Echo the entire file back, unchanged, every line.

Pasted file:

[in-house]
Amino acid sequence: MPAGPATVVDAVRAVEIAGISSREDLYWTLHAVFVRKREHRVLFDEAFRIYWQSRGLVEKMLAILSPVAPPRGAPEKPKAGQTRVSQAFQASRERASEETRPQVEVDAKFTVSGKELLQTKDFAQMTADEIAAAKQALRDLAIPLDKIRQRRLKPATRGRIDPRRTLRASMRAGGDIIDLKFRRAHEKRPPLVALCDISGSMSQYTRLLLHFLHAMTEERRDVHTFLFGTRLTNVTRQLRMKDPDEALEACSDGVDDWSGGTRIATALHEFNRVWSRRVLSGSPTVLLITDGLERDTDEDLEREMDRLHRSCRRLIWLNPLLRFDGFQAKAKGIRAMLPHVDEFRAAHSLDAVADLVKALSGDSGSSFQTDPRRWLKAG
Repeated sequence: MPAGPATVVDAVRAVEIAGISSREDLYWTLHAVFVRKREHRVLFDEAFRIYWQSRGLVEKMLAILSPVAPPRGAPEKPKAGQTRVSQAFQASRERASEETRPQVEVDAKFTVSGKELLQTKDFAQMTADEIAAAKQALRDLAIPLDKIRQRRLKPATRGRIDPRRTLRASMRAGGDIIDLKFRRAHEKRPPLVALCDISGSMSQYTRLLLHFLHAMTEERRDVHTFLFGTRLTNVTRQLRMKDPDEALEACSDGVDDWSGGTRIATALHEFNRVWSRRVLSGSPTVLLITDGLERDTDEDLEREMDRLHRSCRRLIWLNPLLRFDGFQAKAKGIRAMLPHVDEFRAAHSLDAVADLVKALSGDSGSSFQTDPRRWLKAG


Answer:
[in-house]
Amino acid sequence: MPAGPATVVDAVRAVEIAGISSREDLYWTLHAVFVRKREHRVLFDEAFRIYWQSRGLVEKMLAILSPVAPPRGAPEKPKAGQTRVSQAFQASRERASEETRPQVEVDAKFTVSGKELLQTKDFAQMTADEIAAAKQALRDLAIPLDKIRQRRLKPATRGRIDPRRTLRASMRAGGDIIDLKFRRAHEKRPPLVALCDISGSMSQYTRLLLHFLHAMTEERRDVHTFLFGTRLTNVTRQLRMKDPDEALEACSDGVDDWSGGTRIATALHEFNRVWSRRVLSGSPTVLLITDGLERDTDEDLEREMDRLHRSCRRLIWLNPLLRFDGFQAKAKGIRAMLPHVDEFRAAHSLDAVADLVKALSGDSGSSFQTDPRRWLKAG
Repeated sequence: MPAGPATVVDAVRAVEIAGISSREDLYWTLHAVFVRKREHRVLFDEAFRIYWQSRGLVEKMLAILSPVAPPRGAPEKPKAGQTRVSQAFQASRERASEETRPQVEVDAKFTVSGKELLQTKDFAQMTADEIAAAKQALRDLAIPLDKIRQRRLKPATRGRIDPRRTLRASMRAGGDIIDLKFRRAHEKRPPLVALCDISGSMSQYTRLLLHFLHAMTEERRDVHTFLFGTRLTNVTRQLRMKDPDEALEACSDGVDDWSGGTRIATALHEFNRVWSRRVLSGSPTVLLITDGLERDTDEDLEREMDRLHRSCRRLIWLNPLLRFDGFQAKAKGIRAMLPHVDEFRAAHSLDAVADLVKALSGDSGSSFQTDPRRWLKAG